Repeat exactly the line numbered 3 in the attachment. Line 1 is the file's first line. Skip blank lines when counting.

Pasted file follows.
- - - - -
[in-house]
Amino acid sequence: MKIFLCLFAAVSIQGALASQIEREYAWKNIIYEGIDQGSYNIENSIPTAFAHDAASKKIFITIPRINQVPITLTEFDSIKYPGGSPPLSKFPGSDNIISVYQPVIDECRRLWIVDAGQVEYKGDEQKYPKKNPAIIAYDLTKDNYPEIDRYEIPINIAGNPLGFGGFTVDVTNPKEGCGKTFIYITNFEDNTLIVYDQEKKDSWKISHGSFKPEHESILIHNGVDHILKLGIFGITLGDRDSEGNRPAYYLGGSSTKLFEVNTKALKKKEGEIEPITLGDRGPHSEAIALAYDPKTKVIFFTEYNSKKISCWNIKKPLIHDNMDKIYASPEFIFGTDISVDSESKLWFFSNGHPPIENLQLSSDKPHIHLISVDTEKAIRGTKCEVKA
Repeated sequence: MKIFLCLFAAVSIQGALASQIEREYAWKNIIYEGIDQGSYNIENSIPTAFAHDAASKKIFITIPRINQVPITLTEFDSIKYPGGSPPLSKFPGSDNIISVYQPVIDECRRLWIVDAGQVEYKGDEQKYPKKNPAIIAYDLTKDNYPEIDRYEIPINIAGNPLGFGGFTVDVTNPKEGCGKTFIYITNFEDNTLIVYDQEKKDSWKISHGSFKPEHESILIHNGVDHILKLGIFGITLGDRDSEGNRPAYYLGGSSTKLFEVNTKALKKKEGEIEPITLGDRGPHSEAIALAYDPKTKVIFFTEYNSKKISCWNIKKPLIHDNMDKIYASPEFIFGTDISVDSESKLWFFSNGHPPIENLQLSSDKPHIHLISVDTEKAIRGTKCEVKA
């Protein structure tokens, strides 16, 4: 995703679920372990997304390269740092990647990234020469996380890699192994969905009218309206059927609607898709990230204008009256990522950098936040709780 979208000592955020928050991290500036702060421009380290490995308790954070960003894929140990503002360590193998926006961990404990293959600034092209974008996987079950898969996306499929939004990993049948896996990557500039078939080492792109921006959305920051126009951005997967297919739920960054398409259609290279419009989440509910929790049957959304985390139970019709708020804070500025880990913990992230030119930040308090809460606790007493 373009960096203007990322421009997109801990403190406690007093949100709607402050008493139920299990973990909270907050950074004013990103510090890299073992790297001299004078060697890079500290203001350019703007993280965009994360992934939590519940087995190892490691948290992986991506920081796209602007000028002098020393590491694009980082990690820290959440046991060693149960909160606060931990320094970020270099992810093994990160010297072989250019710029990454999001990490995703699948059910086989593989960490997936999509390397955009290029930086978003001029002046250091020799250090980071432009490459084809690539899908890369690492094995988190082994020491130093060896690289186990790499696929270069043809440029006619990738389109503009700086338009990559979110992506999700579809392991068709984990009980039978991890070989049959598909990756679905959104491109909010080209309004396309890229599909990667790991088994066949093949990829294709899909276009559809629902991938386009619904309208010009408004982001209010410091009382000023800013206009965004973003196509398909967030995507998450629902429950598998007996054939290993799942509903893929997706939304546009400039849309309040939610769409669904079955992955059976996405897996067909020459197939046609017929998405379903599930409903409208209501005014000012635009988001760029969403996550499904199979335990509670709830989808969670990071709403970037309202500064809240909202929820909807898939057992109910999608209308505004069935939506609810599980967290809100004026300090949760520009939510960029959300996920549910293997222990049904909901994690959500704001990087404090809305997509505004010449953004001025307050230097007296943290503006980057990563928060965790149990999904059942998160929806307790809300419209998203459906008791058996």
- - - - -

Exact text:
Repeated sequence: MKIFLCLFAAVSIQGALASQIEREYAWKNIIYEGIDQGSYNIENSIPTAFAHDAASKKIFITIPRINQVPITLTEFDSIKYPGGSPPLSKFPGSDNIISVYQPVIDECRRLWIVDAGQVEYKGDEQKYPKKNPAIIAYDLTKDNYPEIDRYEIPINIAGNPLGFGGFTVDVTNPKEGCGKTFIYITNFEDNTLIVYDQEKKDSWKISHGSFKPEHESILIHNGVDHILKLGIFGITLGDRDSEGNRPAYYLGGSSTKLFEVNTKALKKKEGEIEPITLGDRGPHSEAIALAYDPKTKVIFFTEYNSKKISCWNIKKPLIHDNMDKIYASPEFIFGTDISVDSESKLWFFSNGHPPIENLQLSSDKPHIHLISVDTEKAIRGTKCEVKA